Orwell on clarity

George Orwell is known for his fiction, but Politics and the English Language is my favorite of his writings. This essay should be read by all. In addition to highlighting my own incompetence as a writer, Orwell shows how stale imagery and vagueness are used to deceive others.

Both major political parties do it. Hazy-speak is at least 95% of all political communication; the best way to lose an election is to directly state your intentions. And so listening to politicians is a tedious exercise in deciphering code. A favorite example was Bill Clinton’s 1992 announcement of a “New Covenant,” which he called “a solemn agreement between the people and their government based not simply on what each of us can take but what all of us must give to our Nation.” Translation: fork it over.

This mixture of vagueness and sheer incompetence is the most marked characteristic of modern English prose, and especially of any kind of political writing. As soon as certain topics are raised, the concrete melts into the abstract and no one seems able to think of turns of speech that are not hackneyed: prose consists less and less of words chosen for the sake of their meaning, and more and more of phrases tacked together like the sections of a prefabricated hen-house.

Orwell’s observations about “tacked together phrases” and Strunk&White’s famous epigram (“Omit needless words!”) ring in my ears louder than my ability to silence them. It is an ongoing struggle to be clear, to edit away. Clarity is a headache, but muddled thoughts betray a lazy lack of understanding. Generally you understand something when you can explain it so that others understand it. If you can’t, then the roast needs more time in the oven before it is ready to serve.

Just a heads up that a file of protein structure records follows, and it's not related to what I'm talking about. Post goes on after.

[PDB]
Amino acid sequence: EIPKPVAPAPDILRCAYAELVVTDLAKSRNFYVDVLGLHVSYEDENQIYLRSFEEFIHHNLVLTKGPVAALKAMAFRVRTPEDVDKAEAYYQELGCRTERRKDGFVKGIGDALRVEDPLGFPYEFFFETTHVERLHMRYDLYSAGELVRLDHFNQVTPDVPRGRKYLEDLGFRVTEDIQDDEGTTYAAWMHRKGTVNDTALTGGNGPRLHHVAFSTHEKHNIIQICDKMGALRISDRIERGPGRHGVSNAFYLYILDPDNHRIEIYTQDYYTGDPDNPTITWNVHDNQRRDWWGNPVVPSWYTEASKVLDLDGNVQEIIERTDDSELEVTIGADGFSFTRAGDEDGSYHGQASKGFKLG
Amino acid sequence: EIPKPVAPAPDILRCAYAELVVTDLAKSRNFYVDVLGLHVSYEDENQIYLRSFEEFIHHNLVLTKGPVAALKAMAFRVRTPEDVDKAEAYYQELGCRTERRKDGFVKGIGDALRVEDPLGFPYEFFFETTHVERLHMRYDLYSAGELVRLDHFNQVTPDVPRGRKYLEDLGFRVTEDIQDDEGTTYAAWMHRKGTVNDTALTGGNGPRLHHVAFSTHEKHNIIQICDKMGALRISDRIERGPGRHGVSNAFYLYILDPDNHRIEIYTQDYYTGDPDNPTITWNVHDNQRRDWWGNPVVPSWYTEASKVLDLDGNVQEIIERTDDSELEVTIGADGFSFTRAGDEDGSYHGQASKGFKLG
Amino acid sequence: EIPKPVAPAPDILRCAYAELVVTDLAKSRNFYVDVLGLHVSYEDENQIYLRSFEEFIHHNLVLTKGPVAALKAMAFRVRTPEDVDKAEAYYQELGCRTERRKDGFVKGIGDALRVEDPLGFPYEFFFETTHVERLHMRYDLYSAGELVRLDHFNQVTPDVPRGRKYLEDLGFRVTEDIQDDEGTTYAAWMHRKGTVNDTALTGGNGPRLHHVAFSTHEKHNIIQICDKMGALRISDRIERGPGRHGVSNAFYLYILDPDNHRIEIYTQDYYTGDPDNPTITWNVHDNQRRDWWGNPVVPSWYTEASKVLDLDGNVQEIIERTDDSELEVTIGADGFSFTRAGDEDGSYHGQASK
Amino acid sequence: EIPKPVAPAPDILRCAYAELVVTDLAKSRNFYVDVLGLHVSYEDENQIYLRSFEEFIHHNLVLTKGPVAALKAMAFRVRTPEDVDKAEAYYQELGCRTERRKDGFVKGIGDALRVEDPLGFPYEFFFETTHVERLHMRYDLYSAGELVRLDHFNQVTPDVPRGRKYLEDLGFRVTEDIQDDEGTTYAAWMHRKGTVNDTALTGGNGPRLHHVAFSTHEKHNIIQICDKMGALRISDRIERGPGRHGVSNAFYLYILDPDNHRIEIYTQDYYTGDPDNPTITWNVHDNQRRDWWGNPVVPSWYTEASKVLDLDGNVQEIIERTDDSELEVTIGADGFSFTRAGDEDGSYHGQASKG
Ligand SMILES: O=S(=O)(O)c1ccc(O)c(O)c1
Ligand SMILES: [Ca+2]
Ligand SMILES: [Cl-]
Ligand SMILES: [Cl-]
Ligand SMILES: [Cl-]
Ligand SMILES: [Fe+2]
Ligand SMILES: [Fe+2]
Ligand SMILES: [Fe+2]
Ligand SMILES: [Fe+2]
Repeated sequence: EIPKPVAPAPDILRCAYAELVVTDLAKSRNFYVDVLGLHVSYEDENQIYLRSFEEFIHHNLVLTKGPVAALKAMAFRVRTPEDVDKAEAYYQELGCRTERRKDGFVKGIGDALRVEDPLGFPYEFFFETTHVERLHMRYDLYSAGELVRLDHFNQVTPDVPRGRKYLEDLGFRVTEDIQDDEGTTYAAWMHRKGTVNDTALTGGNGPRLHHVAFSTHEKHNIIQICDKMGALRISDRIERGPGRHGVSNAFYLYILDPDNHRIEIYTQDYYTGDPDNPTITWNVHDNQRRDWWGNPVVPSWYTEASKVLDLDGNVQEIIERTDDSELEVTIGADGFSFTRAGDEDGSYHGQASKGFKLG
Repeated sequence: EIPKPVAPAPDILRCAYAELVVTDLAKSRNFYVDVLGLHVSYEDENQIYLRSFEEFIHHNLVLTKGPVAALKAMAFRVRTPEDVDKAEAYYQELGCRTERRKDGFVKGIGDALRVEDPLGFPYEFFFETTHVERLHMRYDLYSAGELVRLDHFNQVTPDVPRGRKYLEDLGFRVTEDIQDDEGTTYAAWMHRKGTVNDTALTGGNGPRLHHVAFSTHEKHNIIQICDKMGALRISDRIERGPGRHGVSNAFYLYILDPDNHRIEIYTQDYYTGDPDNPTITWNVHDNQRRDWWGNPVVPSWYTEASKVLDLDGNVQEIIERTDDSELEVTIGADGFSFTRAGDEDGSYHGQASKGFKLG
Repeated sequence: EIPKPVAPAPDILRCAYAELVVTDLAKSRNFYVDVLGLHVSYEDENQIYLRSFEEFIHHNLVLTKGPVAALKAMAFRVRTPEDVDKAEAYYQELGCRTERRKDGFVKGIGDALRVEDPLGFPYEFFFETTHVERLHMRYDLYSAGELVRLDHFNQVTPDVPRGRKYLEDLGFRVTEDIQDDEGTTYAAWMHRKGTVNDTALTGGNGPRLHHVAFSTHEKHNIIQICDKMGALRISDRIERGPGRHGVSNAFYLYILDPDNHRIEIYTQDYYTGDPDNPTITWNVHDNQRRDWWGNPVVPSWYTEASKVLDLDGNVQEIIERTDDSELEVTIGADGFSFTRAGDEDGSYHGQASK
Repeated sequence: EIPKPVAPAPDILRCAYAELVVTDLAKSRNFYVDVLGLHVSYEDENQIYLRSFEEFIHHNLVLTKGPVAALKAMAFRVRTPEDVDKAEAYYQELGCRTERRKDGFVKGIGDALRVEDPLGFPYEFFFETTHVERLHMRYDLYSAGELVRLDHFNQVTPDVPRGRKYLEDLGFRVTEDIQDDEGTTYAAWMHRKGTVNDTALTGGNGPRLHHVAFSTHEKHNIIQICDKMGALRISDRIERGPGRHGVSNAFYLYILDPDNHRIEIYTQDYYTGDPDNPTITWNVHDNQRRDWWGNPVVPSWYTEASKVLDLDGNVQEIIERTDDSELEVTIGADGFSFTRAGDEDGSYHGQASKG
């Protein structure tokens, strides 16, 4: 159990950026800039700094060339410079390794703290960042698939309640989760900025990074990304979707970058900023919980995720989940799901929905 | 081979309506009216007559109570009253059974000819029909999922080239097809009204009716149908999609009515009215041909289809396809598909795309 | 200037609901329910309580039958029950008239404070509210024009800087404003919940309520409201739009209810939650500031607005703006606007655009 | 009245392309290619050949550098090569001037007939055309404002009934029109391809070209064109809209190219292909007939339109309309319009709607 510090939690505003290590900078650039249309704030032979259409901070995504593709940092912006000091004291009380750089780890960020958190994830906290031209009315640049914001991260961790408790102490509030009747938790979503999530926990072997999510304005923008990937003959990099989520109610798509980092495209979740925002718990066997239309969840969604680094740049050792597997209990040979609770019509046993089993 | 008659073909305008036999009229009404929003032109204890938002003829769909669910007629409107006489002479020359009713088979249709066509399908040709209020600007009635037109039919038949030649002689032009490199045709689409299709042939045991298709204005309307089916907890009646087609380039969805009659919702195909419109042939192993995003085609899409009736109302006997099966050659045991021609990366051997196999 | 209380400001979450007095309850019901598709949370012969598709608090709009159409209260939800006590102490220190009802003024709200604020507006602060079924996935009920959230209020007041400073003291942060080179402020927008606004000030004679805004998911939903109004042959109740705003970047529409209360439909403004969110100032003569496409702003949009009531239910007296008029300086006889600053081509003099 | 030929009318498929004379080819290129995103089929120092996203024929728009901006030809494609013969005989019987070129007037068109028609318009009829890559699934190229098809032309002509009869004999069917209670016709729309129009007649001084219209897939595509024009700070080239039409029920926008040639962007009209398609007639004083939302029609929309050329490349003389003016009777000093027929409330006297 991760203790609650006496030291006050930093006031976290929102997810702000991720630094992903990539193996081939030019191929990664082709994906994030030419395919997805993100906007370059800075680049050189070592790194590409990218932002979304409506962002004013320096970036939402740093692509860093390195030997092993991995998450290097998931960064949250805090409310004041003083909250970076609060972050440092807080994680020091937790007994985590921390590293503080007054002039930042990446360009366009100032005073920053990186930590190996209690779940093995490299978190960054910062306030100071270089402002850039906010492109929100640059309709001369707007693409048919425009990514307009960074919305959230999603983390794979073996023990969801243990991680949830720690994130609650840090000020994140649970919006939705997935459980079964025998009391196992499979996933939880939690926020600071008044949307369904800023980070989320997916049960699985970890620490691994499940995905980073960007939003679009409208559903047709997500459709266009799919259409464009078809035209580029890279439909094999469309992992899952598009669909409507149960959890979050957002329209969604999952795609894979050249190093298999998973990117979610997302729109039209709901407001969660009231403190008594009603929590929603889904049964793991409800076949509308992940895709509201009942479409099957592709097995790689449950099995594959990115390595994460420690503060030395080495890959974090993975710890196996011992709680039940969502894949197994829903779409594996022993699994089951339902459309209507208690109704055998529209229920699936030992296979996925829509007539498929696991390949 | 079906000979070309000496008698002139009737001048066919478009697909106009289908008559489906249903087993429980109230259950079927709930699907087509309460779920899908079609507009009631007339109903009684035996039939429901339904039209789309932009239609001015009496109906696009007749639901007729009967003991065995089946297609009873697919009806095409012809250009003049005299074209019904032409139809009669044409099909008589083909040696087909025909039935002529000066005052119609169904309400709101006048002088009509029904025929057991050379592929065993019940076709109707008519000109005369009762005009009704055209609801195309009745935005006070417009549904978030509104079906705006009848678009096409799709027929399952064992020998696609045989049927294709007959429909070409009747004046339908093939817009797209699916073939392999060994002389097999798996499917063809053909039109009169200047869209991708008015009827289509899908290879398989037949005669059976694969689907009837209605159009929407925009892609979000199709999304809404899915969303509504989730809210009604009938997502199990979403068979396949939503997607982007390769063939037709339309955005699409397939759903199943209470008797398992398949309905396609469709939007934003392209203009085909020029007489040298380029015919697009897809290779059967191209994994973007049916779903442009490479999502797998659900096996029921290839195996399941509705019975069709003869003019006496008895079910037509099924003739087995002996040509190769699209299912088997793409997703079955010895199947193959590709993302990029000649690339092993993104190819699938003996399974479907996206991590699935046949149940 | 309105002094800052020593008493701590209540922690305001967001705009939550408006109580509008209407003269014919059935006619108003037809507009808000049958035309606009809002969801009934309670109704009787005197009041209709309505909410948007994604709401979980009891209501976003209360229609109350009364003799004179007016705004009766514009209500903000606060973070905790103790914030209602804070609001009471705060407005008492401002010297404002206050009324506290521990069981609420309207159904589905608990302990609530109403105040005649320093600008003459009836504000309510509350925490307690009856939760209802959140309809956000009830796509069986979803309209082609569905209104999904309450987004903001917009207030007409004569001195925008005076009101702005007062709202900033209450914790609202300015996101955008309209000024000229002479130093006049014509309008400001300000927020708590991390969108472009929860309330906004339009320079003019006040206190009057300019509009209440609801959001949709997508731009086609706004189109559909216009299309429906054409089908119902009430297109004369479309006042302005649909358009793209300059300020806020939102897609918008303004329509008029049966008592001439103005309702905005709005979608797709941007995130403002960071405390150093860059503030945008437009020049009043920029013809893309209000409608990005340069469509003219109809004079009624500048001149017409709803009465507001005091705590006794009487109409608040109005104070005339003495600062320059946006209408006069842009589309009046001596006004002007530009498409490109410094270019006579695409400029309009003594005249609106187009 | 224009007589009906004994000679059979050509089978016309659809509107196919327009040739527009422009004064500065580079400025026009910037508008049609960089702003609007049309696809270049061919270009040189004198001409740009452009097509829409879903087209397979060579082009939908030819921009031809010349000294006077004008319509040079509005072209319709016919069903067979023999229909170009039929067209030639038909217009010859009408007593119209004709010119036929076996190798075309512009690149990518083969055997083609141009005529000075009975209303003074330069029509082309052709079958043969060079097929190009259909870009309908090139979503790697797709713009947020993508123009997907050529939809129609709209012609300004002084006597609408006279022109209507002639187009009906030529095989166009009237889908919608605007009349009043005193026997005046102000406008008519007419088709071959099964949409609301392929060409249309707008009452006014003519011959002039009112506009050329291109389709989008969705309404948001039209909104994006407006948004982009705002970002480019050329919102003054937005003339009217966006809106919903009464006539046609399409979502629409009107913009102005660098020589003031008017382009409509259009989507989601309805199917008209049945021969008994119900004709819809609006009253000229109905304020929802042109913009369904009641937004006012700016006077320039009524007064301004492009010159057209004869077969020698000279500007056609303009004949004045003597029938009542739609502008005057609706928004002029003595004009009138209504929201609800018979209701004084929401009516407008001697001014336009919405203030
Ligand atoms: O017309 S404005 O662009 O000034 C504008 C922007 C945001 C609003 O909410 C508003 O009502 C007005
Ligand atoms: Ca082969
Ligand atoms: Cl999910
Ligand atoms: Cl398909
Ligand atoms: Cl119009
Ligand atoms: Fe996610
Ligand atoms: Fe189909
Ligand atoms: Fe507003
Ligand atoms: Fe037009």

The political dialects to be found in pamphlets, leading articles, manifestos, White papers and the speeches of undersecretaries do, of course, vary from party to party, but they are all alike in that one almost never finds in them a fresh, vivid, homemade turn of speech. When one watches some tired hack on the platform mechanically repeating the familiar phrases ā€¯bestial atrocities, iron heel, bloodstained tyranny, free peoples of the world, stand shoulder to shoulder” one often has a curious feeling that one is not watching a live human being but some kind of dummy: a feeling which suddenly becomes stronger at moments when the light catches the speaker’s spectacles and turns them into blank discs which seem to have no eyes behind them. And this is not altogether fanciful. A speaker who uses that kind of phraseology has gone some distance toward turning himself into a machine… This invasion of one’s mind by ready-made phrases… can only be prevented if one is constantly on guard against them, and every such phrase anaesthetizes a portion of one’s brain.

A warning to those who have not read this essay before: It may infect you for life. You may find yourself recalling its words often, perhaps while watching political hacks argue on TV, or listening to a company presentation, or reading a mission statement.

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